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Uncomplicated Removal of Epidural Catheters in 4365 Patients With International Normalized Ratio Greater Than 1.4 During Initiation of Warfarin Therapy
  1. Spencer S. Liu, MD*,
  2. Asokumar Buvanendran, MD,
  3. Eugene R. Viscusi, MD,
  4. Erin Hutton, RN*,
  5. Timothy Lubenow, MD,
  6. Jon Zhou, BA,
  7. Pamela M. Shaw, BS*,
  8. Mario Moric, MS and
  9. Suzanne Lenart, RN
  1. From the *Department of Anesthesiology, Hospital for Special Surgery and the Weill College of Medicine at Cornell University, New York, NY;
  2. Department of Anesthesiology, Rush University Medical Center, Chicago, IL; and
  3. Department of Anesthesiology, Thomas Jefferson University, Philadelphia, PA.
  1. Address correspondence to: Spencer S. Liu, MD, Department of Anesthesiology, Hospital for Special Surgery, Weill College of Medicine at Cornell University, 535 E 70th St, New York, NY 10021 (e-mail: liusp{at}


Background and Objectives: Current guidelines from the American Society of Regional Anesthesia state that an international normalized ratio (INR) of 1.4 is the upper limit of warfarin anticoagulation for safe removal of an epidural catheter. However, these guidelines are based primarily on expert consensus, and there is controversy regarding this recommendation as being "too conservative."

Methods: Prospective (3211) and retrospective (1154) patients undergoing total joint replacement followed by daily warfarin thromboprophylaxis were enrolled in this observational study. All nonsteroidal anti-inflammatory drugs and anticoagulants were held before surgery, and all patients had normal coagulation test results before surgery. Patients were followed twice a day by the acute pain service, no other anticoagulants except nonsteroidal anti-inflammatory drugs were administered, and epidural analgesia was discontinued per institutional protocol. Only patients with INR greater than 1.4 at the time of removal of epidural catheter were included. Neurologic checks were performed for 24 hrs after removal.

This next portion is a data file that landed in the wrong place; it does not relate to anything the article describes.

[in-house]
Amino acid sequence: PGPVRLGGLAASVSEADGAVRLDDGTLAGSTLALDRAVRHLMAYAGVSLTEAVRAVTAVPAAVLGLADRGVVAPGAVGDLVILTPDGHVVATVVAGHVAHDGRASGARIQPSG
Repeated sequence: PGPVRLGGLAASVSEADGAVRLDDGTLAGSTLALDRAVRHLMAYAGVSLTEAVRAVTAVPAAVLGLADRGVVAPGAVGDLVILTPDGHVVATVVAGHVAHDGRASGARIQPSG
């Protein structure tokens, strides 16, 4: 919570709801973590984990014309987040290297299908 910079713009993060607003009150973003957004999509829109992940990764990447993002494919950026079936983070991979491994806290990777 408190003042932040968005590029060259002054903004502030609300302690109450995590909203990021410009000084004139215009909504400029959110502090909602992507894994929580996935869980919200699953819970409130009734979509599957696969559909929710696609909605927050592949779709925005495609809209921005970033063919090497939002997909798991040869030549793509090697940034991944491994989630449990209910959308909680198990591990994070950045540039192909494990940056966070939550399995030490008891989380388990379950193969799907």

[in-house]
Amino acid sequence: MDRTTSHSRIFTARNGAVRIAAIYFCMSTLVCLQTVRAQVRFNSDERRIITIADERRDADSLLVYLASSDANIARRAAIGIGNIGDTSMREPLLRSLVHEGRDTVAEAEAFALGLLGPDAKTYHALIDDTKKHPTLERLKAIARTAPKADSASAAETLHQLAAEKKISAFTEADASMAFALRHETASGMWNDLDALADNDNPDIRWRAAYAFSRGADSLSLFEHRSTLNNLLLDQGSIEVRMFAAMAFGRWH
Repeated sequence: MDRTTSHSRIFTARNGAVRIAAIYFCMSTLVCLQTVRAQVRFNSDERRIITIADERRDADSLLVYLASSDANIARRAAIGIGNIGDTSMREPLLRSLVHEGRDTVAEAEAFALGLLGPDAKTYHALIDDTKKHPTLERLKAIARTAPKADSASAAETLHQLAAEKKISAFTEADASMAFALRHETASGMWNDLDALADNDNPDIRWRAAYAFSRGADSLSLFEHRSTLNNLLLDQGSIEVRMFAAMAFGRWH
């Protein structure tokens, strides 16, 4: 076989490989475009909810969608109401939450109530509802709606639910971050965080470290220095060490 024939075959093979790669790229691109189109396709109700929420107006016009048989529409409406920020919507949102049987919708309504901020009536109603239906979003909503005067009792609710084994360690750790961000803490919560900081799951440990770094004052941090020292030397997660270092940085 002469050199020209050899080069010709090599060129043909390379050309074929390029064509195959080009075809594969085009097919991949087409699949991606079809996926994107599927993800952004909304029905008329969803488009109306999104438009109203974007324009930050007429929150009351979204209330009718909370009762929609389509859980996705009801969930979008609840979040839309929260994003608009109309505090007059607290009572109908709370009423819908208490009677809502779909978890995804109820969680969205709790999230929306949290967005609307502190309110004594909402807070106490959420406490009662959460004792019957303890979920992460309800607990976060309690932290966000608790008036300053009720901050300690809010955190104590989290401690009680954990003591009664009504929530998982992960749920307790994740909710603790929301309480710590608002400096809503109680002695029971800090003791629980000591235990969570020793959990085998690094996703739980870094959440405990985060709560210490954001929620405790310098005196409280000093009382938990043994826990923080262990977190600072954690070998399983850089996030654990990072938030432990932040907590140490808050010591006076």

Results: A total of 4365 patients were included, and 79% underwent knee replacement and 18% hip replacement. Mean age was 68 yrs, and mean weight was 81 kg. Mean (SD) duration of epidural analgesia was 2.1 (0.6) days. Mean (SD) INR at the time of epidural removal was 1.9 (0.4), ranging from 1.5 to 7.1. No spinal hematomas were observed (0% incidence with 95% confidence interval, 0%-0.069%).

Conclusions: Our series of 4365 patients had uncomplicated removal of epidural catheters despite INRs ranging from 1.5 to 5.9. Removal was only during initiation of warfarin therapy (up to approximately 50 hrs after warfarin intake) when several vitamin K factors are likely to still be adequate for hemostasis.

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  • This study was funded by the Hospital for Special Surgery Anesthesiology Department-Research and Education Fund, Rush University Medical Center Anesthesiology Department, and Thomas Jefferson University Anesthesiology Department.

  • The authors have no conflict of interest to declare.